An introduction to alpha, delta, and omicron is enough, thank you.
Alpha – first seen in Kent, and which drove the second wave. Delta, first identified in India. And now omicron, first noted in South Africa.
As it happens some further mutations have booked their places with other letters in the alphabet, but the above are the big three with which we have mainly had to contend and combat over two of the most trying years in modern British history.
Here we are, with things as bad as ever in terms of infections. Who would have guessed that when the first waves of the pandemic crashed onto these shores in 2020?
And here we are, better than ever in terms of hopes of resuming a more normal existence. It is a paradox which has been created by one of Britain's big successes of the pandemic, the drive for mass vaccination, which has come on top of Britain's world-leading role in developing vaccines in the first place.
Britons who demonstrated such unity and community spirit during the early part of the crisis are now tired and actually a bit irritable too. It has gone on long enough. It has certainly gone on longer than many people, bar perhaps some scientists, had expected.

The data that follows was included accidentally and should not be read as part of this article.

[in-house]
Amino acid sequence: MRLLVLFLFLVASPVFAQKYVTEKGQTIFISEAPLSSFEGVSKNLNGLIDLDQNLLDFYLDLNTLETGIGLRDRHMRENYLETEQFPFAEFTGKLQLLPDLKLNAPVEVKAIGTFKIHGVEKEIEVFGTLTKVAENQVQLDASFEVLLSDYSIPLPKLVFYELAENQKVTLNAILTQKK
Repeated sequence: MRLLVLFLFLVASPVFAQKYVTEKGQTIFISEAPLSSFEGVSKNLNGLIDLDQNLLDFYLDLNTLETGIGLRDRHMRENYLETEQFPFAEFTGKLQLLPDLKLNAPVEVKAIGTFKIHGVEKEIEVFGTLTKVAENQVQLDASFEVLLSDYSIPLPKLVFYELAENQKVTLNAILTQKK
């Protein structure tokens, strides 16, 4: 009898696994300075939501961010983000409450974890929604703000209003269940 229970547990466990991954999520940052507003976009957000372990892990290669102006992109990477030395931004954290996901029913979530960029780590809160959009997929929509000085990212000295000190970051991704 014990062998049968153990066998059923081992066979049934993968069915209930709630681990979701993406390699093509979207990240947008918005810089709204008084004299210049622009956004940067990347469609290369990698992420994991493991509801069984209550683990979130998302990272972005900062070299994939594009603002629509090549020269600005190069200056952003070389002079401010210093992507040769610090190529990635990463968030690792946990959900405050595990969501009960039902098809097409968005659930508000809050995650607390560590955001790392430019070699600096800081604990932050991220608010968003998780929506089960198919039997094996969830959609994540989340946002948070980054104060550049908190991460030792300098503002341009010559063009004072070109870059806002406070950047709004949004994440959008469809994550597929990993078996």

Holidays have been looked forward to, and then thought better of. Weddings have been planned and postponed, planned and postponed.
The latest manifestation of coronavirus, the omicron variant, has been like a blast wave which has swept across the country. Its rise and spread has been extraordinary. Identified only in late November, it now makes up 99 per cent of Covid cases in the UK, almost totally replacing the delta variant.
This could be a cause for despair, creating the feeling that we are in a never-ending cycle and shall never be free from the grip of Covid. In truth we have been warned of that, that Covid is here to stay and we'll need to learn to live with it.
But perversely it might also be a glimmer of hope that this is the last hurrah of the pandemic, a mercifully milder level of infection which, when it wanes, leaves a society which is more robustly protected against further attacks.
2022 – the year Britain was able to move on at last, and coronavirus, while not leaving us alone, lost much of its sting.
That's my hope, anyway. But then I'm not a scientist. Sorry in advance if I'm wrong.
And if I am wrong, there are 24 letters in the Greek alphabet.